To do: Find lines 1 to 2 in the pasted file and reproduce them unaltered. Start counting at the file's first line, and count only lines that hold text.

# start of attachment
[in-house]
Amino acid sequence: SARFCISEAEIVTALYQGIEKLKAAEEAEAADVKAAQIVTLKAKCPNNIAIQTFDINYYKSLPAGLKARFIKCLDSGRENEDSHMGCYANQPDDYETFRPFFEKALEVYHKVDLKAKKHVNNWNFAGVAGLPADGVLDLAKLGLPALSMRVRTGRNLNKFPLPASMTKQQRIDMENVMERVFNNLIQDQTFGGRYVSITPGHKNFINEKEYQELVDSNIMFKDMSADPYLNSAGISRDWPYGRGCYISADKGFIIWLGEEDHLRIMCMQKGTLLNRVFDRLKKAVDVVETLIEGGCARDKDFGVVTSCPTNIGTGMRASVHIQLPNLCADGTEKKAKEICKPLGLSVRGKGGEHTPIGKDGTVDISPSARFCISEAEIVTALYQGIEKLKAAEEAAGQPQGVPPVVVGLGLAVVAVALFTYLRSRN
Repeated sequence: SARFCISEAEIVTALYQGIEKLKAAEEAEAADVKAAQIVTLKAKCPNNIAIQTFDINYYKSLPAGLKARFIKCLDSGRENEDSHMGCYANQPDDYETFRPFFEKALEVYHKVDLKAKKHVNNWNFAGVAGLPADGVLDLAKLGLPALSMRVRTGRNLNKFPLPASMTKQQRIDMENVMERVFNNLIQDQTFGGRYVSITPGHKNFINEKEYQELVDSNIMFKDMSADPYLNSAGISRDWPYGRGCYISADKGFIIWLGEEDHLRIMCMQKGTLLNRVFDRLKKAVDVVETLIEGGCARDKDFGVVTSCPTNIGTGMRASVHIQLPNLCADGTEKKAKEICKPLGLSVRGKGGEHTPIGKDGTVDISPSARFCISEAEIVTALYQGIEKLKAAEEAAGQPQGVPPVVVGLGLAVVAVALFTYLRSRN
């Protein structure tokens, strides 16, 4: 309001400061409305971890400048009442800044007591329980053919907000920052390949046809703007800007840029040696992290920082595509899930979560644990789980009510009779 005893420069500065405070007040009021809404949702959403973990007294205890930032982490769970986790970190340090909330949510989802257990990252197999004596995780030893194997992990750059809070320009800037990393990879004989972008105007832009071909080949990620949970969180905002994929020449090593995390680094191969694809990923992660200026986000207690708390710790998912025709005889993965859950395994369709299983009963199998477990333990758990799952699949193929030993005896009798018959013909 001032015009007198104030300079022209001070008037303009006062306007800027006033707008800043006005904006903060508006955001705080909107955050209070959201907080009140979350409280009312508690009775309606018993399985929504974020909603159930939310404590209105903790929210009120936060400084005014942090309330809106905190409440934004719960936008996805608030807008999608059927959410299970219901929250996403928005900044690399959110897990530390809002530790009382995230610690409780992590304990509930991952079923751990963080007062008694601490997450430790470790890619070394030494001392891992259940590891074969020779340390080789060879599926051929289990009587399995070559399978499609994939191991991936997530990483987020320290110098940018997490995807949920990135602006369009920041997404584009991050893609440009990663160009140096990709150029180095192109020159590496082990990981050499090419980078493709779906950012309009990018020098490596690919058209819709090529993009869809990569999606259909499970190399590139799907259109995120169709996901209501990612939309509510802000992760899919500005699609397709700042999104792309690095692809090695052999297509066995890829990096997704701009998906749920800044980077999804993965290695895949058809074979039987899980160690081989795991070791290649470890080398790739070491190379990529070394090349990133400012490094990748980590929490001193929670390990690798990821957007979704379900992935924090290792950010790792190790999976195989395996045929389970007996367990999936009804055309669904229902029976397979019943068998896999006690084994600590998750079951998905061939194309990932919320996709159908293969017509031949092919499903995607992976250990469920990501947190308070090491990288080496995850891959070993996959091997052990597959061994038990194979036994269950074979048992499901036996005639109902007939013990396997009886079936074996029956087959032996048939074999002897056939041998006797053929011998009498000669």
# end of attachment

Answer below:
[in-house]
Amino acid sequence: SARFCISEAEIVTALYQGIEKLKAAEEAEAADVKAAQIVTLKAKCPNNIAIQTFDINYYKSLPAGLKARFIKCLDSGRENEDSHMGCYANQPDDYETFRPFFEKALEVYHKVDLKAKKHVNNWNFAGVAGLPADGVLDLAKLGLPALSMRVRTGRNLNKFPLPASMTKQQRIDMENVMERVFNNLIQDQTFGGRYVSITPGHKNFINEKEYQELVDSNIMFKDMSADPYLNSAGISRDWPYGRGCYISADKGFIIWLGEEDHLRIMCMQKGTLLNRVFDRLKKAVDVVETLIEGGCARDKDFGVVTSCPTNIGTGMRASVHIQLPNLCADGTEKKAKEICKPLGLSVRGKGGEHTPIGKDGTVDISPSARFCISEAEIVTALYQGIEKLKAAEEAAGQPQGVPPVVVGLGLAVVAVALFTYLRSRN